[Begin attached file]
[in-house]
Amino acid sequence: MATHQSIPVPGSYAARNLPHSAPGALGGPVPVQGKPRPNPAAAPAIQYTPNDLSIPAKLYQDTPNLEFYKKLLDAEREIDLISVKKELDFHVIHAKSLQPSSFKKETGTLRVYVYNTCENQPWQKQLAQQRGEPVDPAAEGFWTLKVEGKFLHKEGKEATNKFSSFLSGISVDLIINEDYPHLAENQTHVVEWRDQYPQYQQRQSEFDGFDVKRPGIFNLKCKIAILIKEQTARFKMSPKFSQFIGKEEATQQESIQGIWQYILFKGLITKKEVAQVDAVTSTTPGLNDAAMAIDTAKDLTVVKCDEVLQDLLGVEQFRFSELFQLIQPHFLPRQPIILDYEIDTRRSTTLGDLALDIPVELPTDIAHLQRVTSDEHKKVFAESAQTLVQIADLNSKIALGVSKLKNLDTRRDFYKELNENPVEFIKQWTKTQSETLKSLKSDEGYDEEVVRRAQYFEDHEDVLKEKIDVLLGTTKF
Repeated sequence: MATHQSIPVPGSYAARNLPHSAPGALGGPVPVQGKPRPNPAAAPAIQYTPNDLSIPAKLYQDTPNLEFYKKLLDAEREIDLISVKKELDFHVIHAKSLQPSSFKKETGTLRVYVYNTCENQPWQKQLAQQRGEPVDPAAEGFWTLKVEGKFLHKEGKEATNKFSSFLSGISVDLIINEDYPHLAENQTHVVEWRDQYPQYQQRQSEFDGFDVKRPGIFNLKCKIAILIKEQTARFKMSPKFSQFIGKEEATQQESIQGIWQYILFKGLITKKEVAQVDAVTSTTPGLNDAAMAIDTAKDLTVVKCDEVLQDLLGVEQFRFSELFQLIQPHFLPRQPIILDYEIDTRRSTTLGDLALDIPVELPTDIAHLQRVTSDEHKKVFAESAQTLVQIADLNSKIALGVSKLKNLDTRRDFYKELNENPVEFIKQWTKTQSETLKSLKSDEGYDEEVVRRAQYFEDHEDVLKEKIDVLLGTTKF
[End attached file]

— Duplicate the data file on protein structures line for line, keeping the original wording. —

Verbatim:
[in-house]
Amino acid sequence: MATHQSIPVPGSYAARNLPHSAPGALGGPVPVQGKPRPNPAAAPAIQYTPNDLSIPAKLYQDTPNLEFYKKLLDAEREIDLISVKKELDFHVIHAKSLQPSSFKKETGTLRVYVYNTCENQPWQKQLAQQRGEPVDPAAEGFWTLKVEGKFLHKEGKEATNKFSSFLSGISVDLIINEDYPHLAENQTHVVEWRDQYPQYQQRQSEFDGFDVKRPGIFNLKCKIAILIKEQTARFKMSPKFSQFIGKEEATQQESIQGIWQYILFKGLITKKEVAQVDAVTSTTPGLNDAAMAIDTAKDLTVVKCDEVLQDLLGVEQFRFSELFQLIQPHFLPRQPIILDYEIDTRRSTTLGDLALDIPVELPTDIAHLQRVTSDEHKKVFAESAQTLVQIADLNSKIALGVSKLKNLDTRRDFYKELNENPVEFIKQWTKTQSETLKSLKSDEGYDEEVVRRAQYFEDHEDVLKEKIDVLLGTTKF
Repeated sequence: MATHQSIPVPGSYAARNLPHSAPGALGGPVPVQGKPRPNPAAAPAIQYTPNDLSIPAKLYQDTPNLEFYKKLLDAEREIDLISVKKELDFHVIHAKSLQPSSFKKETGTLRVYVYNTCENQPWQKQLAQQRGEPVDPAAEGFWTLKVEGKFLHKEGKEATNKFSSFLSGISVDLIINEDYPHLAENQTHVVEWRDQYPQYQQRQSEFDGFDVKRPGIFNLKCKIAILIKEQTARFKMSPKFSQFIGKEEATQQESIQGIWQYILFKGLITKKEVAQVDAVTSTTPGLNDAAMAIDTAKDLTVVKCDEVLQDLLGVEQFRFSELFQLIQPHFLPRQPIILDYEIDTRRSTTLGDLALDIPVELPTDIAHLQRVTSDEHKKVFAESAQTLVQIADLNSKIALGVSKLKNLDTRRDFYKELNENPVEFIKQWTKTQSETLKSLKSDEGYDEEVVRRAQYFEDHEDVLKEKIDVLLGTTKF